Network resistor is a passive circuit element that is a combination of multiple resistances. It forms a convenient solution when the user needs multiple resistances while constructing a circuit. The manner in which the constituent resistances are combined can vary according to the circuit requirement.
Hence, this type of resistor can be used to condense the circuit with additional benefits of low costs and improved resistance tolerance matching.
Fig. 1: Image of A103J 9-pin Network Resistor
Fig. 2: Image Indicating the Small Size of Network Resistor
Image above shows an A103J 9 pin network resistor. It provides resistance from 10 Ohms to 4.7 Mega Ohms. The small size of the resistor is shown in the image above with the help of a centimeter scale.
Pin outs and Inner Ceramic
In the 9 pinned structure of the resistor, the first pin serves as the common terminal while the other 8 represent resistances. The pin that has a dot or a similar marking (quadrilateral in this case) is the first pin of the resistor.
Fig. 3: Image showing Arrangement of Pins in Resistor
Image 03 shows the manner in which the resistor pins are placed. Fairly distant from each other, the pins can be thoroughly wired without the risk of them being short circuited.
While one end of the pins serves the purpose of connecting to the circuit, their other end is embedded inside the black polymer coating upon which the model number is printed.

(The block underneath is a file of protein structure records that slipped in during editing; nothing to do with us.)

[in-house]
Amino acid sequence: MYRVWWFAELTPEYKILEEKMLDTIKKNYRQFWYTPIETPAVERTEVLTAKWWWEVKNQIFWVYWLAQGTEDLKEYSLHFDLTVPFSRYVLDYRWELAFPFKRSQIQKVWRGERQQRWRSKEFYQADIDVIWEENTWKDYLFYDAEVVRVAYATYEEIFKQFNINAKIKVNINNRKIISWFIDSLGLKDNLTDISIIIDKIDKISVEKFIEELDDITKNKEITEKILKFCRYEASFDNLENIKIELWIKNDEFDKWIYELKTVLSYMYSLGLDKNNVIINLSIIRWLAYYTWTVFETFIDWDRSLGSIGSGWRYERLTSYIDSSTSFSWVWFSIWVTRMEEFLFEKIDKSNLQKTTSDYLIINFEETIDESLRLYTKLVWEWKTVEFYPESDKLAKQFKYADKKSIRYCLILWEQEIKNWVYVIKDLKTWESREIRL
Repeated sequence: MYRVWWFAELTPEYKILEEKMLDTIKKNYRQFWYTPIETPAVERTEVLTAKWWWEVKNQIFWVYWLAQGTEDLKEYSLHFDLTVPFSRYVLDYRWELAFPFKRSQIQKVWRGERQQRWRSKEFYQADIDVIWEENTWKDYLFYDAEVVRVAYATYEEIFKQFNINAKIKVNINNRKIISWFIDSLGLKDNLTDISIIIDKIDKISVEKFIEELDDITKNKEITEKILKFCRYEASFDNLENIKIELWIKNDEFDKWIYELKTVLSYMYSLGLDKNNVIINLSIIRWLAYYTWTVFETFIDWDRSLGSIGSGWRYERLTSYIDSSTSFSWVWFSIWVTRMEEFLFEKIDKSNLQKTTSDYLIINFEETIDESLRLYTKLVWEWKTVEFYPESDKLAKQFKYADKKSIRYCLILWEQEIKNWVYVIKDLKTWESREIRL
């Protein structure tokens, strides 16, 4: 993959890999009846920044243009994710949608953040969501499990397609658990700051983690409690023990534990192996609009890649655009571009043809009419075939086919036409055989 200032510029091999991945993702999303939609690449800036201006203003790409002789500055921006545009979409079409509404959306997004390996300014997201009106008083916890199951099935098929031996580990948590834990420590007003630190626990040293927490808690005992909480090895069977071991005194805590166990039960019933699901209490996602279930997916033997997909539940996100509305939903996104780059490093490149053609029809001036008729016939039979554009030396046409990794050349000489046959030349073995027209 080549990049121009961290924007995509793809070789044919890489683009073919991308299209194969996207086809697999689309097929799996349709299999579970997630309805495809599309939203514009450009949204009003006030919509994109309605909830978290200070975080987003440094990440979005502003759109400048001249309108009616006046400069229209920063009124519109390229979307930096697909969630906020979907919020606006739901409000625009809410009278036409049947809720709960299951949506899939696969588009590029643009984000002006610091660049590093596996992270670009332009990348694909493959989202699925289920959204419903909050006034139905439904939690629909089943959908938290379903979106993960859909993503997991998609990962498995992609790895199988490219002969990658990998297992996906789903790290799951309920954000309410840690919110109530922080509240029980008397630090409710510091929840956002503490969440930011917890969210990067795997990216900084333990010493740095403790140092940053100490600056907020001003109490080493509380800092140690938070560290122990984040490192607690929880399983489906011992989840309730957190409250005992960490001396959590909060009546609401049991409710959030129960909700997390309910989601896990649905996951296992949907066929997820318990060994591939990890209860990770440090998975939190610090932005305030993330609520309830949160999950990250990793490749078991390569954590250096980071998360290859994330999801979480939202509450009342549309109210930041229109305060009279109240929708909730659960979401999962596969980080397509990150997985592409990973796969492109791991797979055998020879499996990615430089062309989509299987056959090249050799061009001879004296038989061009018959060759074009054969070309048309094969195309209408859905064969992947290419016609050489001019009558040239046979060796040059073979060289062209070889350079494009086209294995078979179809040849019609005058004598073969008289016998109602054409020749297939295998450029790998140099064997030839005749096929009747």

Fig. 4: Image showing Black Polymer Coating where Pins are Embedded
Though the polymer layer is thin, it is nicely adhered to the insides and requires a patient process of chipping. The ceramic beneath shown in image04 lies just under the polymer layer.
Fig. 5:Image showing Connecting Tracks of Pins inside Polymer Coating
Connecting Tracks & Pin Shape
Further chipping into the polymer layer reveals the manner in which the pins are placed. The internal connecting tracks, which have some part scrapped off due to chipping, also make their presence seen.
Fig. 6: Image Indicating Coat Protecting Connecting Tracks
Internal connection tracks are seen more clearly when more of the outer polymer layer is chipped off. Connecting up the 8 resistor legs to the common, the tracks have a black layer of paint above them which protects them from getting exposed to the outer coat of polymer. Thus, there are no unpredictable current losses.
Fig. 7: Image Indicating “Y”-Shaped Clamping of Legs
This image details the manner in which the legs clamp to the ceramic shell of the network resistor. The legs clamp up in a “Y” shape and adhere properly to the ceramic.
Filed Under: Insight